ICT4D books detail the concepts, issues and trends surrounding different aspects of information and communications technology for development (ICT4D), including, e-government, e-commerce, ICT for education, ICT for poverty alleviation, Internet governance, biotechnology, etc.
For more information about UNDP-APDIP, please visit

FOSS Books

FOSS A General Introduction
FOSS Education
FOSS Government Policy
FOSS Licensing
FOSS Localization
FOSS Open Standards
FOSS Network Infrastructure and Security
FOSS Open Content

ICT4D Books

E-Commerce and E-Business
Gender and ICT
Genes, Technology and Policy
ICT in Education
Information and Communication Technologies for Poverty Alleviation
Internet Governance
Legal and Regulatory Issues in the Information Economy
Nets, Webs and the Information Infrastructure
The Information Age
Small and Medium Enterprises and ICT
ICT for Disaster Management"

Navigating the Dataverse: Privacy, Technology, Human Rights

Title: Navigating the Dataverse: Privacy, Technology, Human Rights
Pages: 100 pp.
ISBN: 2-940259-52-6
Publisher: International Council on Human Rights Policy
Date (published): 05/07/2011
Date (accessed): 14/07/2011
Type of information: discussion paper
Language: English
On-line access: yes (pdf)
"This ICHRP Discussion Paper examines the human rights implications of the immense diffusion of data-gathering technologies across the world in recent years. It starts from the premise that the relevant issues, while much discussed, are not yet well understood and are evolving rapidly, both of which contribute to widespread anxiety. The Discussion Paper explores the roots of this anxiety and attempts to determine its sources and effects. It queries the degree to which data-gathering technologies pose problems that represent (or are analogous to) human rights threats and asks whether and how human rights law may help to assess or address those problems.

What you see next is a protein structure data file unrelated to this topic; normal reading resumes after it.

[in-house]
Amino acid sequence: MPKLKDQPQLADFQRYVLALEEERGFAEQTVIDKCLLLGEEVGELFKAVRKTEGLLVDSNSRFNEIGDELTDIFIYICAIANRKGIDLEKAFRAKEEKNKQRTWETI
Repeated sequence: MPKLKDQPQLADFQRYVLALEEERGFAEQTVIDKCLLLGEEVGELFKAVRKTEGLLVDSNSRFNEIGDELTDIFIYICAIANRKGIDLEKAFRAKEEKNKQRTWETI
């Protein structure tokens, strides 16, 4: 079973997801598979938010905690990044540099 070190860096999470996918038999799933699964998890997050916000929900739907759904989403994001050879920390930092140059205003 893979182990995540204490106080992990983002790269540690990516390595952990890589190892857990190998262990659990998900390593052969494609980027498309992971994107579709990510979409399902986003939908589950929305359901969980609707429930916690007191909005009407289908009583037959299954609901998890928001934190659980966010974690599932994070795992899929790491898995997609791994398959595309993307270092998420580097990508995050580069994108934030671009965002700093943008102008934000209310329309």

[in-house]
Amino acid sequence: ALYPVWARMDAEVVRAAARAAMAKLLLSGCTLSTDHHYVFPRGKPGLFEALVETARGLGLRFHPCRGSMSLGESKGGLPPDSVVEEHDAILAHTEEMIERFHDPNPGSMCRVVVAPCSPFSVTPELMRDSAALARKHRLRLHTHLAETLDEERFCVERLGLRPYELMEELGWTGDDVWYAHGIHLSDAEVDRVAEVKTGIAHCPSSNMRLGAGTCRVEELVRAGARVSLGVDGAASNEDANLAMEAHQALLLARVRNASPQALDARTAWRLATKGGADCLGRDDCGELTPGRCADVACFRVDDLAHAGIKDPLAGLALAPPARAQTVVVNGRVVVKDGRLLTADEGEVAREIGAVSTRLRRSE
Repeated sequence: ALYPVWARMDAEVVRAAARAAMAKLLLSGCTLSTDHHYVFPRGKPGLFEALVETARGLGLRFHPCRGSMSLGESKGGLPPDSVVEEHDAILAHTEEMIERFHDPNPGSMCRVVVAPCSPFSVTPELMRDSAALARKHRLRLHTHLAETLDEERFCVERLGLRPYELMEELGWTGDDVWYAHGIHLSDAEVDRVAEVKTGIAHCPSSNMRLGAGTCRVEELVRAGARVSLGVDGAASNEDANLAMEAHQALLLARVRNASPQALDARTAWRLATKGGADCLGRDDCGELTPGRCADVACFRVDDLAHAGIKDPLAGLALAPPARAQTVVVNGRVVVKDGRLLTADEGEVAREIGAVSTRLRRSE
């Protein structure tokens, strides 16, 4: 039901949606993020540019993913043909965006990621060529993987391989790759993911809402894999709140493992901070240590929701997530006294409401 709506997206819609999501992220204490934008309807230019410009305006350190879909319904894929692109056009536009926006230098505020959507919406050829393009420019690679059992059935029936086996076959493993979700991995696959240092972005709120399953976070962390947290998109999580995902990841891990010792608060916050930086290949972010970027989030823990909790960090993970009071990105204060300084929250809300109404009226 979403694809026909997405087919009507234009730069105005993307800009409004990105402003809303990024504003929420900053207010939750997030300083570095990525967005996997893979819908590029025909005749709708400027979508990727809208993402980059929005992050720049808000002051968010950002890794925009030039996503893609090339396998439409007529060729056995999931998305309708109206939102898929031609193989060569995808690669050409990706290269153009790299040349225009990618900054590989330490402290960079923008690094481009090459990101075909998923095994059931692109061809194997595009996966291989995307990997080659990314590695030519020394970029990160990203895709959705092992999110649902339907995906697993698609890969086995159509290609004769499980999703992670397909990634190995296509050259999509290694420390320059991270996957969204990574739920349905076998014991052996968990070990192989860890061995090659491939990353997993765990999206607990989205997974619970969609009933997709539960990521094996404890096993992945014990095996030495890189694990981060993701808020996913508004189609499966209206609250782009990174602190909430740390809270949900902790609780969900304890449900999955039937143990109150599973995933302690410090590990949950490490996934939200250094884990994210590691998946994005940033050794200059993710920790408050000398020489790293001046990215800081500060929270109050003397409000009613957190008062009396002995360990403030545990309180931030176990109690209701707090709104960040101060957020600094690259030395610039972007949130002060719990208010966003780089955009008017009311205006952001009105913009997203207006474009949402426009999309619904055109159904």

The purpose of the Discussion Paper is to open up a set of issues for consideration by human rights groups and scholars and also to encourage those in the privacy field to think about human rights. It is intended as a platform for further investigation and research and, as such, is deliberately dilatory rather than comprehensive and conclusive. The paper indicates a number of areas where further research will be indispensable to understanding the full implications of current trends in information technology for human rights and to determine how those concerned by these impacts might orient themselves in the future."